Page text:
Code-switching or Borrowing? No sé so no puedo decir, you know - PDF

Code-switching or Borrowing? No sé so no puedo decir, you know John M. Lipski The Pennsylvania State University 1. Introduction In the study of bilingual code-switching, identifying the typology and language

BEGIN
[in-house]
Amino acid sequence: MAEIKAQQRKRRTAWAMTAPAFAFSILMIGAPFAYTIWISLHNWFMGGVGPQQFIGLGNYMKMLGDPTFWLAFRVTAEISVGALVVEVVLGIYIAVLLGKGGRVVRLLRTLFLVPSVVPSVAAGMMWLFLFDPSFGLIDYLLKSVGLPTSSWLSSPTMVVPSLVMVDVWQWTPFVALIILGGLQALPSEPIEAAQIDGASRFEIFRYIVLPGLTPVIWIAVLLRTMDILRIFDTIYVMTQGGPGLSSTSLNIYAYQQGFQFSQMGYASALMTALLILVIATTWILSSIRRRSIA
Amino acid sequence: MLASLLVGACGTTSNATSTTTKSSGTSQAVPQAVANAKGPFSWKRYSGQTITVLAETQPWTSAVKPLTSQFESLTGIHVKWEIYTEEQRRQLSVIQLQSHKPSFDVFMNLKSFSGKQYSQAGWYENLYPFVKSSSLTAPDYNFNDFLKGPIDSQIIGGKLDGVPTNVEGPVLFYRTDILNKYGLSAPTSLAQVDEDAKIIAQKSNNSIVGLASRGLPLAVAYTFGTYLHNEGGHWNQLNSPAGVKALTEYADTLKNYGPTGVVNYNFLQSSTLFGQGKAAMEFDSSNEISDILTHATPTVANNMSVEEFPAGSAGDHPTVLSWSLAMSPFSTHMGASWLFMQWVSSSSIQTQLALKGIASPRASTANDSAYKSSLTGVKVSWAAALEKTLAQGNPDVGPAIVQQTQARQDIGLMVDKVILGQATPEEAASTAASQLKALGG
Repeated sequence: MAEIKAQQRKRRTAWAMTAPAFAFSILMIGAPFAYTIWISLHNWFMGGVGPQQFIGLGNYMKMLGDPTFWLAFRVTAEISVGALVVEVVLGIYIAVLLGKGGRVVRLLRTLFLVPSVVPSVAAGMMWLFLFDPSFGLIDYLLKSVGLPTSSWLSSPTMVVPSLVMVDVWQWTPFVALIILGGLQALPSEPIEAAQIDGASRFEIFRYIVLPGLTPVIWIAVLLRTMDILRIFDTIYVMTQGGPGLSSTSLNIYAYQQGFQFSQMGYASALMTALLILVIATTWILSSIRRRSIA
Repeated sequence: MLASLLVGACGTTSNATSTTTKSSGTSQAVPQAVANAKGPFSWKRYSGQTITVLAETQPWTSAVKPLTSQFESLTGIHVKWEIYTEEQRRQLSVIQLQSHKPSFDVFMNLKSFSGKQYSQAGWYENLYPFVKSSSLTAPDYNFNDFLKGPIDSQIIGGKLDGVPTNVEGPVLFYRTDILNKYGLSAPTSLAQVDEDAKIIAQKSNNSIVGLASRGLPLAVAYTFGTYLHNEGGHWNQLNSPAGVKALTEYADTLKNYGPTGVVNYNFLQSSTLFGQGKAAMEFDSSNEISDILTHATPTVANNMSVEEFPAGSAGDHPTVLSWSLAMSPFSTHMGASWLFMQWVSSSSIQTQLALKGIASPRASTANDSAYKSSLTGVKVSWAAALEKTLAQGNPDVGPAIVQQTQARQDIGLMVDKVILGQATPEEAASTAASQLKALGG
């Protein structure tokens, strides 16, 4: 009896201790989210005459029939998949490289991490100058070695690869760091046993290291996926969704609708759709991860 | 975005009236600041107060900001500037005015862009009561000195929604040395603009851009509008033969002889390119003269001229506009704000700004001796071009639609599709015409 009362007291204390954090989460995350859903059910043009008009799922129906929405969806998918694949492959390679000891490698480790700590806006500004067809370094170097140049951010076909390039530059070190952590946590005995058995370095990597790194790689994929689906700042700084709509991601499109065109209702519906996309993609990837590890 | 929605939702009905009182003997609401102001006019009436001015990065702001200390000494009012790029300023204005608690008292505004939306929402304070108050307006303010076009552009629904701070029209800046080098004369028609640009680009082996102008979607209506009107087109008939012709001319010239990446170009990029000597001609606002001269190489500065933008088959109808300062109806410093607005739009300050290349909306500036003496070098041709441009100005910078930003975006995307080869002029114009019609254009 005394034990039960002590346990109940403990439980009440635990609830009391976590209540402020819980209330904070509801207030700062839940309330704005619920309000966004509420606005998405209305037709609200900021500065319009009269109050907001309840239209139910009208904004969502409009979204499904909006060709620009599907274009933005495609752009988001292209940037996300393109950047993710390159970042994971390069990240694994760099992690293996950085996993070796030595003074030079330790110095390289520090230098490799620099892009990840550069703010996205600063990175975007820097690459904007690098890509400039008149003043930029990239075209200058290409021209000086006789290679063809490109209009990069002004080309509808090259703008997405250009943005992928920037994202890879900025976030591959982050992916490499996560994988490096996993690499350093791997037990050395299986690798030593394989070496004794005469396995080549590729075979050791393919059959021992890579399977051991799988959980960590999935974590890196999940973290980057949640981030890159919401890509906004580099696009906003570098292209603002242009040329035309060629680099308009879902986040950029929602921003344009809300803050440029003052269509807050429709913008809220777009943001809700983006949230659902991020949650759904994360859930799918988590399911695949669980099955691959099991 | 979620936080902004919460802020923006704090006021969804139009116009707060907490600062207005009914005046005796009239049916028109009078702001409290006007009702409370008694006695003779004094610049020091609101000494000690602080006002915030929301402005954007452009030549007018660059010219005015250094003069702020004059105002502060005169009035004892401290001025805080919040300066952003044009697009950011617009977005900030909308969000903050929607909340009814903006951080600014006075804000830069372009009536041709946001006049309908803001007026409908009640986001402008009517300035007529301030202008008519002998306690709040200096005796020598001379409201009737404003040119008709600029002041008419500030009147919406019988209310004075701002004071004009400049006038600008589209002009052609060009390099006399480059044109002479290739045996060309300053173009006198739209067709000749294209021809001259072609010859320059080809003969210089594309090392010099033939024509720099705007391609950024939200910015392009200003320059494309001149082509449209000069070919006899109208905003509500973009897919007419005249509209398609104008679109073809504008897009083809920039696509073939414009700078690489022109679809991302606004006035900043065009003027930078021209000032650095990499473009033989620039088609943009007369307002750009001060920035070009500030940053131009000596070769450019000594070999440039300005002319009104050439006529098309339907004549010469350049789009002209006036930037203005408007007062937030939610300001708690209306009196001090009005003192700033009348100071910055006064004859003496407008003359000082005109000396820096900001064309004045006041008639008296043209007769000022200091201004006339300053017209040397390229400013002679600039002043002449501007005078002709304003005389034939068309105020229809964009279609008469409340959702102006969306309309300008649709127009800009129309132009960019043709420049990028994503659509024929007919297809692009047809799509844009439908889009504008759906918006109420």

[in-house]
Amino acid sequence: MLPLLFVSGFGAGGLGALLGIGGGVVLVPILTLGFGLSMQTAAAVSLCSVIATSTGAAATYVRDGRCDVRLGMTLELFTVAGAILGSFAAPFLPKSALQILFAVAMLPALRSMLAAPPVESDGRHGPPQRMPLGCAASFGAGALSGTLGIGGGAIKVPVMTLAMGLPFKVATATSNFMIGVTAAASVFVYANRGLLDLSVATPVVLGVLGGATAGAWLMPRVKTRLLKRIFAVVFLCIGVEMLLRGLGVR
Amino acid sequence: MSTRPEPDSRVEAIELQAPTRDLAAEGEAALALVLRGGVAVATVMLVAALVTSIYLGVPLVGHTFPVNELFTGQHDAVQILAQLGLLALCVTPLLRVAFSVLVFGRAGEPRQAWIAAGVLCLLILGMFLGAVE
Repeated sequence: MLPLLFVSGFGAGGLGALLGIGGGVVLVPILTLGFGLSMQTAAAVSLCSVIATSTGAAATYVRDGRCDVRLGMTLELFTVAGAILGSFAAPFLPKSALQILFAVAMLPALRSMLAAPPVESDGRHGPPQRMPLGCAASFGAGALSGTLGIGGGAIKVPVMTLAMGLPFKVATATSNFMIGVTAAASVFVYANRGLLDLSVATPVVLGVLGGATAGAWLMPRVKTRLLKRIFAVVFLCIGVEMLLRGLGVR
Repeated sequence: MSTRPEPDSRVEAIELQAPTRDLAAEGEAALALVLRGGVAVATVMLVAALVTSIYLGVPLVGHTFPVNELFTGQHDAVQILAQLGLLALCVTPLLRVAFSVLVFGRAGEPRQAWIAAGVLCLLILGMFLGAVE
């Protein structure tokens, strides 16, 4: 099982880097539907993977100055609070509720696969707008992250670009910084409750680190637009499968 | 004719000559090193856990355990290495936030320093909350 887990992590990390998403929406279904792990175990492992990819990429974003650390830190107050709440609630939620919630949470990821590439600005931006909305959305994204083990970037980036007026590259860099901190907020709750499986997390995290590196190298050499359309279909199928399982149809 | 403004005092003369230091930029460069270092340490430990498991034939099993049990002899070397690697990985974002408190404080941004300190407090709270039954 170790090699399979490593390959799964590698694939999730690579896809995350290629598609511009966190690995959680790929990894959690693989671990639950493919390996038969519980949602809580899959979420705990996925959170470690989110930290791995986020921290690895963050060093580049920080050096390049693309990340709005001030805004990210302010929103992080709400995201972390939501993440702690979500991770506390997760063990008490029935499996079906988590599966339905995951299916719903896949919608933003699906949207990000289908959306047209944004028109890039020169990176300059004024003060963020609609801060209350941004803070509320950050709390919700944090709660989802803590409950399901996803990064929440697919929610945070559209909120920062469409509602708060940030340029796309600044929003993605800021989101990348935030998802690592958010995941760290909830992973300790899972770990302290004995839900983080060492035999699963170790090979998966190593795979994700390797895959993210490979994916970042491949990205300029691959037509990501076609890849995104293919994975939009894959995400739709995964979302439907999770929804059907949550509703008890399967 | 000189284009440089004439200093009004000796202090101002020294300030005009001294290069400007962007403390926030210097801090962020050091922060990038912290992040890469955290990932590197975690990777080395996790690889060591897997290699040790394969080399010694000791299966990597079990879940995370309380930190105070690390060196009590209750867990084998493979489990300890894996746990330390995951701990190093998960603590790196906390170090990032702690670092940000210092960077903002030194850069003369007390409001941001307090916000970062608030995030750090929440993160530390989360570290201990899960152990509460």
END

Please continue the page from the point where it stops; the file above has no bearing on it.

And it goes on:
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Code-switching or Borrowing? No sé so no puedo decir, you know John M. Lipski The Pennsylvania State University 1. Introduction In the study of bilingual code-switching, identifying the typology and language of individual switched elements has generally proceeded from theoretical models involving the identification of a base language and the phrase structure of both languages. Such fundamental notions as word order, the language of functional heads, relations of syntactic government, and purely quantitative measures of the amount of material in each language have variously been used to classify language switching within a single clause. The formal study of bilingual code-switching with Spanish-English bilingualism receiving high prominence has enjoyed more than three decades of serious activity, incorporating the intersection of sociolinguistics and variationist models, syntactic theory, psycholinguistics, neurolinguistics, and literary and cultural studies. After more than three decades of research on Spanish-English code-switching it might seem that there is little left to explore; there are, however, some phenomena that do not fit easily into current typologies, and one such manifestation will be explored in the present study. An accepted axiom of Spanish-English code-switching is that there are clear quantitative and qualitative differences among the language switches of fluent bilinguals, Spanish-speaking immigrants who learned English in adolescence or adulthood, and native speakers of English who have acquired Spanish as a L 2. The first group is most noted for intrasentential code-switching and for the use of language switches to achieve pragmatic ends such as foregrounding, ethnic solidarity, persuasion, and the like. Calques of idiomatic expressions in English are frequent when speaking Spanish, with fewer cases of Spanish calques in English discourse, and numerous loans from English are present. Spanishspeaking immigrants typically switch only at major discourse boundaries such as sentences and paragraphs, usually in response to shifting domains of discourse. Calques from English are rare and English lexical items are usually inserted in non-assimilated fashion. English-speaking students of Spanish switch to English primarily when their abilities in Spanish are exceeded by the demands of a particular communicative task, and often show less sensitivity to the linguistic abilities and preferences of their interlocutors. Calques from English are common, including combinations that violate Spanish syntactic rules, and unassimilated English words may be freely inserted whenever the Spanish word is unknown. Seldom does a single type of language shifting span all three groups of nominally bilingual speakers. The reasons for these qualitative differences constitute a major research question, as does the related issue of what the bilingual grammars of all three groups of speakers have in common. 2. The study of Spanish-English code-switching in the United States Grammatical constraints on Spanish-English language switching formed the basis for some of the earliest and most influential studies of bilingual code mixing, and form part of the core bibliography to this day. A number of specific claims about the grammatical structures of allowable code-switches emerged from these early studies, and were frequently extrapolated to include other instances of bilingual usage. As the number of individual case studies grew including languages from widely differing families such as Korean, Japanese, Tagalog, Arabic, Hebrew, Cantonese, Berber, Nahuatl, and Polish, among many others it became apparent that the close typological similarity between Spanish and English facilitated fluent intrasentential code-switching of a sort not as often found when typologically very different languages are switched. While none of the syntactic claims made for 2005 John M. Lipski. Selected Proceedings of the Second Workshop on Spanish Sociolinguistics, ed. Lotfi Sayahi and Maurice Westmoreland, Somerville, MA: Cascadilla Proceedings Project. 2 Spanish-English code-switching has been invalidated, some of the proposed restrictions cannot be easily extended beyond the Spanish-English interface. Moreover the effortless interweaving of languages within a single clause occurs more frequently and with a higher density among Spanish- English bilinguals in the United States than in communities involving similar Romance languages in contact with English: French-English in Canada and Louisiana, Italian-English in the northeastern United States, and even Spanish-English in Gibraltar 1 and creole English-Spanish in Belize. 2 Thus to the syntactic peculiarities of Spanish-English code-switching must be added an as yet not fully understood set of sociolinguistic variables that facilitate high density intransentential switching among most bilingual Latino communities in the United States. 3. The status of switched functional words Sitting firmly astride the boundary between borrowing and code-switching are cases involving insertion of non-assimilated L 2 functional elements particularly conjunctions in the midst of L 1 discourse. If such insertion becomes frequent, full grammaticalization of the borrowed functional item may be the end result. A number of indigenous languages that have coexisted with Spanish for long periods of time have fully incorporated Spanish functional words, at times producing syntactic innovations that depart significantly from the base structures of the borrowing language. Thus Tagalog has pirmi firme `always,' para (sa) `for the benefit of' (e.g. Ito ay álaala ko para sa aking iná `this is my gift for my mother'), puwede `can, may, [to be] possible' gustó `like, desire,' siguro `maybe,' por eso, pero, puwés pues `therefore,' etc. (Oficina de Educación Iberoamericana 1972). The related Philippine language Cebuano (of the Visayan group) also contains: peró pero, para, etc., (Quilis 1976). Contemporary Mexican Náhuatl contains such well-integrated items as porque, que, de, por, para, pero, tlen tanto `how much,' para tlenon `why,' cerca, ya, maske `although,' pos, como, hasta, después, apenas, entonces, solo, etc. 3 Karttunen and Lockhart (1976:35-39) give an analysis of the introduction of Spanish particles and connective elements in early colonial Náhuatl. According to their perspective, Náhuatl borrowed Spanish particles because they functioned differently than their closest Náhuatl equivalents: `Since Nahuatl achieved its ends with quite dissimilar means, a Spanish particle usually had a different semantic domain and different syntactic characteristics. This could be seen as a reason for introduction, especially when more and more Nahuatl speakers came to hear Spanish daily and felt the need for equivalents' (36). They also observe that in Nahuatl, the same items usually have the dual function of modal particles and connectives, while prepositions come from a different set. In Spanish, modal particles form a separate category, while connectives and prepositions frequently come from the same set (e.g. hasta que, para que, etc.): `It was the prepositions/connectives that were new to Nahuatl. The Nahuatl adverbials, including the modal particles, already covered the Spanish modals, and we do not find loanwords among our examples like muy very or quizá perhaps ... (36). The borrowing of Spanish prepositions is particularly interesting, since classical Náhuatl (and to a very large degree the contemporary language as well) is a pospositional language. Another major language contact zone is the Andean region, where Spanish has coexisted with Quechua and related languages for five centuries. Quechua is also a postpositional OV-type language, and various Quechua dialects contain the following functional elements from Spanish: porque, i, en, si, entós entonces, después, pero, que (complementizer), komo, para, por, de, astake hasta que, pues, etc. (e.g. Lastra 1968). Mayan-speaking Mesoamerica (Mexican Yucatan, Belize, and most of Guatemala), is another contemporary language contact area. Contemporary Mayan languages, which are noteworthy for their overall resistance to absorbing Spanish loan-words, make use of many Spanish functional words, including: de, y, a, pero, mientras, como, con, entonces, menos, porque. 1 E.g. Lipski (1986a), Moyer (1992). 2 Lipski (1986b). 3 Cf. Karttunen (1985), Karttunen and Lockhart (1976), Lastra de Suárez (1986), Suárez (1977), and the transcribed conversations and analyses of Hill and Hill (1986) and Lastra de Suárez (1980). In particular, Hill and Hill (1986: chap. 6) give an extensive analysis of the incorporation of Spanish particles into contemporary Náhuatl. These words occur even in relatively isolated and marginal Mayan languages, many of whose speakers are not fully fluent in Spanish. 4 Many of these functional borrowings had already been incorporated into Yucatecan Mayan within a century of the arrival of the Spaniards. 5 The functional elements borrowed from Spanish into these indigenous languages have several traits in common: (1) None represents a grammatical configuration already present in the indigenous language. Not only the linear word order but also the grammatical relationships are usually modified upon borrowing. (2) These borrowed elements do not normally replace an already existent element in the indigenous language, but rather create new configurations. (3) The borrowed elements become fully integrated syntactically and morphologically into the receptor languages, often diverging sharply from their semantic and syntactic content within Spanish. (4) The borrowed items are used consistently and exclusively, and many speakers are unaware of their origins in Spanish; the borrowed elements are also used by monolingual speakers of the indigenous languages. (5) The integrated borrowed functional items are not a natural concomitant of code-switched discourse, and are equally common among totally monolingual speakers or when no Spanish is being used. 4. The insertion of English so and similar items into Spanish-only discourse Some insight into the issues surrounding the interface between code-switching and borrowing in the case of functional elements can be obtained by observation of incipient language change. In such circumstances, it may be possible to determine the factors that facilitate the seamless introduction of L 2 functional elements into an expanse of L 1 discourse. One apparent change in progress involves the insertion of English so into monolingual Spanish discourse. Other commonly inserted items include but, anyway, you know, I mean, with somewhat different pragmatic distribution. This phenomenon occurs in the speech of a wide variety of Spanish-English bilinguals in the United States, cutting across the entire spectrum of bilingual abilities, from Spanish-dominant speakers through balanced bilinguals, to highly English-dominant `semi-speakers' of Spanish. It is found in the speech of many individuals who disavow any conscious use of Anglicisms. It has also been observed in the speech of Spanish speakers born and raised outside of the United States, and who became bilingual upon learning English in the United States. Of the bilingual speakers who introduce so into Spanish discourse, some freely engage in various forms of code-switching when speaking informally to other bilingual interlocutors, while others seldom or never do so. Finally, so-insertion is found in the speech of native speakers of English who are acquiring Spanish as a second language, and whose abilities in Spanish range from rudimentary to quite fluent. Typically, second-language speakers of Spanish, regardless of the level of fluency in Spanish, do not engage in code-switching of the sort observed among true bilinguals, and those instances of language switching which do occur among second-language speakers are qualitatively different from patterns found among fluent bilinguals. So-insertion is one of the few bilingual switching phenomena to occur in both bilingual and second-language speech. The incorporation of so potentially represents a window of opportunity, highlighting the means by which functional elements from one language gradually insert themselves into another language during bilingual encounters Collecting the data As with any form of spontaneous speech phenomenon, the insertion of so must be caught on the fly, extracted from fragments of free conversation and analyzed without recourse to conscious 3 4 Hofling (1991:9) and passim., and the texts in Furbee-Losee (1976). 5 Karttunen and Lockhart (1985:63-65). 6 So-insertion also occurs in other bilingual contact environments, for example in Louisiana French and Canadian French (Roy 1979), and Japanese-English (Nishimura 1986). I have also observed this phenomenon in the speech of Haitian-English bilinguals. 4 intuitions and introspection by native speakers. So-insertion will be treated like a limiting case of intrasentential code-switching, in which speakers cannot be `primed' to produce appropriate examples, and are frequently unaware of having inserted so, even after the fact. In the case of intrasentential code-switching, some researchers have attempted to supplement their observations by presenting native code-switchers with contrived examples of switched discourse, to elicit acceptability judgments. In the case of so-insertion, this procedure has so far failed to produce any usable results. I have yet to encounter a bilingual speaker who possesses any intuitions about this phenomenon; indeed, only a tiny fraction of the bilingual speakers with whom I have spoken seem to be aware of this process, even after having listened to recorded examples. When presented with transcribed or contrived Spanish sentences in which so or similar items have been inserted, all bilinguals that I have interviewed reject such sentences as unacceptable, although when pressed many will admit to having heard such combinations. Most of the cases to be discussed here come from my personal collection of recordings, in this case representing nearly 1000 tapes of the Spanish and English usage of bilingual speakers throughout the United States. There are also examples taken from published sources, which coincide qualitatively with the recorded texts. Perhaps two thirds of the recordings were made by me personally, and the remainder were conducted by students working under my supervision. All the data were collected as part of earlier research efforts or as class projects, prior to the decision to study soinsertion. Therefore none of the interviews was affected by prior expectations as to the data to be elicited. The recorded interviews were chosen randomly from the larger collection. The level of fluency in Spanish and English varies widely among the speakers included in the sample. Some are completely fluent in both languages, nearly balanced bilinguals. Others speak little English, while still others are Spanish-recessive bilinguals. Some of the speakers are known to frequently engage in codeswitching, while other speakers seldom or never do so. A wide variety of attitudes toward Spanish and English is also represented in the sample, but as will be seen, even speakers with a markedly negative attitude toward English may engage in so-insertion. The non-native speakers of Spanish included in the sample are all native speakers of English, and all learned Spanish after adolescence, in a variety of circumstances which include formal instruction, foreign travel, volunteer and work experience, and marriage. Fluency in Spanish ranges from halting speech to total mastery. 6. The status of inserted so Before examining specific cases of so-insertion en route to a model of language change, the status of such inserted items must be discussed. In a survey of Anglicisms in U. S. varieties of Spanish, Mendieta (1999:144-5) considers so to be a `préstamo no adaptado and gives examples, including some from Teschner (1972) and Phillips (1967): Una vez íbamos a México y tenía que ir pa l baño so nos fuimos para una gasolinera (San Antonio) Pero los niños creen que la madre es lo único que lo va a ayudar o curar, so mi mamá estuvo allí aguantándome la mano (Miami) El pega más bueno que yo, so juega él (Phillips 1967:643). Phillips (1967: 643) and Teschner (1972:580, 719) also give examples of inserted or, I mean, and when: Lo agarran or en veces en español... Pero en ese tiempo no había bastantes trabajo, y después de la... como de treinta y dos, or por ahí, era y más o menos estamos ahí esperando si MacArthur iba a decir si entramos, y or no, so más o menos no entramos, so fuimos a que usan parar hacer un edificio or los niños para jugar Y ya, como el dinero, I mean, la escuela se está poniendo muy caro Aquí un laborer gana dos sesenta, I mean, cuatro sesenta la hora Well, I mean, me enfermé de... de eso de... de flue, con gripa y eso 5 Lloraba when hacía tangle... Mendieta (1999:105, 113) considers anyway and but to also be unassimilated borrowings, with the following examples (also Teschner 1972:262-3): No sé, para proteger la, quizá, la gente, para que no pase más de allí o quizá pasan anyway, so... (Perth Amboy, NJ) Se sienten que no quieren ir a la escuelo pero [quieren] ir, anyway (Perth Amboy, NJ) El muchacho pequeño está enfrente, no, está al frente de la mesa, but... (San Antonio) Es bueno pa un soltero, but no me pesó tanto pa que... (Teschner 1972:263) Pues de la policía no he tenido quejas. Anyway, yo no he necesitado de ellos todavía (Teschner 1972:157) Anyway como en el inglés, hay muchas palabras del pachuco en inglés que se usa (Teschner 1972:157) Teschner (1972:896) indicates that so was frequent in his Chicago corpus, collected in the 1960 s, pronounced with Spanish phonetic patterns in unstressed position and with English phonetics in stressed positions: es un poco difícil encontrar trabajo en Los Ángeles y papá no pudo establecerse, so nos fuimos entonces para México. Compramos una casa cerca de la [calle] 45 te dije antes? So [sou] antes teníamos una pader entera, y mi esposa quería... So [sou] este año le dieron cuando... le da un scholarship... No hay naiden que les dé trabajo; necesitan vivir, so se meten a robar.... y tengo que pensar por el futuro de esa niña, so no puedo derrochar el dinero así y yo soy el mayor de la familia. So yo tuve que ir a trabajar.... y que hay otro niño que quiere tener ese lugar. So [sou], tiene el padre que... Teschner (1972:1031-2) also gives examples of inserted you know: Porque todos necesitamos de todo un día, Porque todos necesitamos de todo un día, you know, aunque no lo reconózcamos Pues, el bate es... you know... un palo de madera que... Pues no me he dado cuenta, porque realmente lo he ido aprendiendo, you know, es una palabra... Una película que tenga un tema, you know, Ud. sabe, un tema especial......para tener más lugar, o para tener más, you know, más espacio para la familia Pues allí hubo muchos desórdenes, you know. A uno de mis muchachos,... Y en estos temblores que han habido últimamente, se han desbaratado los, you know, the... se han venido para abajo, se han sentado....prefiere que traigas al esposo para que trabaje y todo, en vez de darte, you know, help. Mucho cuidado con la fumada; cáncer, cáncer, you know. Silva-Corvalán (1994:171), commenting on the use of so in Los Angeles Spanish, states briefly that it is `a loan that replaces the Spanish conjunction así que even in the speech of Group I [Mexicanborn: JML] speakers. It is a stable, widespread loan in LA Spanish...' Typical examples are similar to those found in the present study, e.g. So él sabrá si se cambia su mente (Silva-Corvalán 1994:173). Silva-Corvalán does not pursue this matter further, but her study gives no other case where a conjunction or other functional i